The Catacombs The Continuity Guide
Moonbase Guide
by Martin Willey

Olivetti Divisumma 18

The Testament Of Arkadia

The Divisumma 18 is a portable electronic calculator first introduced in 1972 by Olivetti in Italy. It was designed by Olivetti's chief designer, Mario Bellini (born 1935). The calculator has an ABS plastic base covered in a yellow rubber skin; it is soft and rounded to the touch. The calculator prints onto 12-character width thermal paper (on the left). Optionally a charging unit can be clipped onto the left side. Without the charging unit, it is 24.7cm long, 12cm wide and 5cm tall. An example is in the New York Museum of Modern Art permanent collection. There is an On/Off switch under the printer window with a red error light. When the machine starts, the red light is lit to warn the user to press the "T" (Total) button to clear the register. The keyboard keys are "T" (total), "S" (subtotal), "C" (correct/clear), "+" (the largest key), "-", "=", and a single rocker-key for division and multiply (alongside is a non-raised button "Enter", for reverse Polish calculations).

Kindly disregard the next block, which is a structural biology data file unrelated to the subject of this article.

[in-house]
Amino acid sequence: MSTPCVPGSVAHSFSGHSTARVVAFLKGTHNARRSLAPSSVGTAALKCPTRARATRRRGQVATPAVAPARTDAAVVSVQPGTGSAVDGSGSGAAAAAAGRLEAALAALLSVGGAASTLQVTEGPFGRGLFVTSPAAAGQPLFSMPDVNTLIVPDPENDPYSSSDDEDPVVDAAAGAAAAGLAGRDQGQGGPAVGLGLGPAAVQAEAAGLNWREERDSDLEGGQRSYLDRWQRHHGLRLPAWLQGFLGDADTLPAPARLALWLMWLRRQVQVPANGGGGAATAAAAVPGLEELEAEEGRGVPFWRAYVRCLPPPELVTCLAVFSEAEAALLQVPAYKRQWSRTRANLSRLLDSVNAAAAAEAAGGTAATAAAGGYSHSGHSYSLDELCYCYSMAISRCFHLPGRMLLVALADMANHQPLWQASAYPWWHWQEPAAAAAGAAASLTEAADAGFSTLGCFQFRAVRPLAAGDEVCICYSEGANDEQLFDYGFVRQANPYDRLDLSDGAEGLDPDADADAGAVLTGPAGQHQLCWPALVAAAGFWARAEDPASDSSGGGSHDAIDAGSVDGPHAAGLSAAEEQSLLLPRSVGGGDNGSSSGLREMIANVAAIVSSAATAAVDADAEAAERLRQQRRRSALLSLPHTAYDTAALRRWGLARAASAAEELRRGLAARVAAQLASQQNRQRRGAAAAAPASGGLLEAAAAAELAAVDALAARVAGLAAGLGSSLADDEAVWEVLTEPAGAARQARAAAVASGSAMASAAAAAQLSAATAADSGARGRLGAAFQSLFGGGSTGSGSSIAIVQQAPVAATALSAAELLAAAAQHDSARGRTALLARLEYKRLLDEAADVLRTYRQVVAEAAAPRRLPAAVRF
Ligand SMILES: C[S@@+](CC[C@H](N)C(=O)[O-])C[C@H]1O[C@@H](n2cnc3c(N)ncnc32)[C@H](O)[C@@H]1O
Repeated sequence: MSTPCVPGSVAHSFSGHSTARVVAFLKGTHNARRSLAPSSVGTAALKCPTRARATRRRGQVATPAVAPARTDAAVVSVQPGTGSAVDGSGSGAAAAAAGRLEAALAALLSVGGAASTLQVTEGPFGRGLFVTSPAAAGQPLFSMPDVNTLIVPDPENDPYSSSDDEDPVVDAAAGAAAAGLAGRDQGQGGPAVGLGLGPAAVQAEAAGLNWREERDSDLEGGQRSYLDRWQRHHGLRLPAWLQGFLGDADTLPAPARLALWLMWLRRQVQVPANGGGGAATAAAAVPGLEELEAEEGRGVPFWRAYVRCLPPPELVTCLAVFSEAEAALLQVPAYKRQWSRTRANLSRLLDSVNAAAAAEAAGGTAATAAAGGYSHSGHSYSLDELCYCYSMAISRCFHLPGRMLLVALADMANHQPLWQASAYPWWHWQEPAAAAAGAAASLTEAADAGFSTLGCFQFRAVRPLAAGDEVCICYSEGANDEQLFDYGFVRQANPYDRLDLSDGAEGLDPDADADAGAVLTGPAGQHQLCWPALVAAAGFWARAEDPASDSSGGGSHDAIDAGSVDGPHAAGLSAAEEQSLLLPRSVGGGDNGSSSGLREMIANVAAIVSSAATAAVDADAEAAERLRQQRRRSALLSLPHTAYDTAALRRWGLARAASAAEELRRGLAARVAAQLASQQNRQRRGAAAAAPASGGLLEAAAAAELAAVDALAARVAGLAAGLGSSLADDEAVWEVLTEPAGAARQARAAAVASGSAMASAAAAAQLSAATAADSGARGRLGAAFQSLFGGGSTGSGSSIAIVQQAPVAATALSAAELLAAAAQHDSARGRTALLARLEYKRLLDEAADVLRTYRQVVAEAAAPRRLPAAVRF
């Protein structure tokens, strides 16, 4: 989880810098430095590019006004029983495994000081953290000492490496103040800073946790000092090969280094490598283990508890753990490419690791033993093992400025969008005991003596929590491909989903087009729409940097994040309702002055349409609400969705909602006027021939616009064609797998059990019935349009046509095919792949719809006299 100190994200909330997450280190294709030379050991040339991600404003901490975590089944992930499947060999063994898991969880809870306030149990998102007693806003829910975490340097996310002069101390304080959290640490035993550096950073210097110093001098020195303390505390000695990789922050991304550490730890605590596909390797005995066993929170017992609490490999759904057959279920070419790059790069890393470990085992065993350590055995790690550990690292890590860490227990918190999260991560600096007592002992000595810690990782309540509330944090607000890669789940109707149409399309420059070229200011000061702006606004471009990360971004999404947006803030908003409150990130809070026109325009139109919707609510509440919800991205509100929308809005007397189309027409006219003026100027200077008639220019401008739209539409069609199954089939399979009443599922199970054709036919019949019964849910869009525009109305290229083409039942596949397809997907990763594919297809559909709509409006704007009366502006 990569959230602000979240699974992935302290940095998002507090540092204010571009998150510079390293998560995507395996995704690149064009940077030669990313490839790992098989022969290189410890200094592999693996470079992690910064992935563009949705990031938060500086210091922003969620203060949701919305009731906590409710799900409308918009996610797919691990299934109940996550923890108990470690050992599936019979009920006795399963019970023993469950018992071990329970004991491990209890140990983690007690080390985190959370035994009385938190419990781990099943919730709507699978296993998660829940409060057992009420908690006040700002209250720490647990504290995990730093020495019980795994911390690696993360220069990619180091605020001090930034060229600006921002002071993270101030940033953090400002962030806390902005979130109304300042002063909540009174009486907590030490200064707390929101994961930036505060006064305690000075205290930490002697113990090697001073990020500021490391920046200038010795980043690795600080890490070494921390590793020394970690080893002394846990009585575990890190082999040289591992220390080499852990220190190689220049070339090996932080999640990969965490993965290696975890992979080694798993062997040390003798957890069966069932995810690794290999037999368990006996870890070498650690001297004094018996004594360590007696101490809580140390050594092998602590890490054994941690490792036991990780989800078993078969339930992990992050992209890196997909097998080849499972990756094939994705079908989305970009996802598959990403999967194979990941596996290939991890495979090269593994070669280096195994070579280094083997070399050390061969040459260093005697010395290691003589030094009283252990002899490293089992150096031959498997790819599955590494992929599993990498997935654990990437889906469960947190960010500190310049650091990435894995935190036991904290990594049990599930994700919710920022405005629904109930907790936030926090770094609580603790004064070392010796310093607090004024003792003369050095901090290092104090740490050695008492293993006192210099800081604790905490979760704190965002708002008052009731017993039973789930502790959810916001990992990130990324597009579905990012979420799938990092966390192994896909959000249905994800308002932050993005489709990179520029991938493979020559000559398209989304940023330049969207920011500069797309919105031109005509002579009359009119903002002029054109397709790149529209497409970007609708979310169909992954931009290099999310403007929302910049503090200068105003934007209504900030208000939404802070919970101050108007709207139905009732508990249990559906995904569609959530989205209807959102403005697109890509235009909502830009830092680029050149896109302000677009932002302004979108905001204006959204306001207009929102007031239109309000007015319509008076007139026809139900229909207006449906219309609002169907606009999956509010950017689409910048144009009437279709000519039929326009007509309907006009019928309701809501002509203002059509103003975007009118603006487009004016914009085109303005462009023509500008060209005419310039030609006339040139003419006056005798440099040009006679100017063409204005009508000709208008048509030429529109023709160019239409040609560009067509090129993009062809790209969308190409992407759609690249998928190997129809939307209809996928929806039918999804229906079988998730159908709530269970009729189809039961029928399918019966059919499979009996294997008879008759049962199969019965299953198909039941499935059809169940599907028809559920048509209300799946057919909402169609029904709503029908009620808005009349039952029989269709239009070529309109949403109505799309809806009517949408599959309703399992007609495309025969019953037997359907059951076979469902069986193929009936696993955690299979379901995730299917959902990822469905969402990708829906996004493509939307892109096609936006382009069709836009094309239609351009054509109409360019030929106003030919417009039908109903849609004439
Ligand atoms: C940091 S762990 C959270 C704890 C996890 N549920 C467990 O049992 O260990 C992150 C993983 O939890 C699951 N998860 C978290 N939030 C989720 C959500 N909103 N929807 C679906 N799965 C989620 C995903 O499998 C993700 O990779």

The Divisumma 18.

The Testament Of Arkadia

Anna Davies uses the Divisumma in The Testament of Arkadia to somehow translate ancient Sanskrit to English. Google's language translation uses mathematical models, so using a calculator while translating isn't completely impossible, just wildly implausible. The numbers and letters on the keys have been worn (or scratched) away. A piece of red embossing tape with random letters and numbers is placed across the top.

Copyright Martin Willey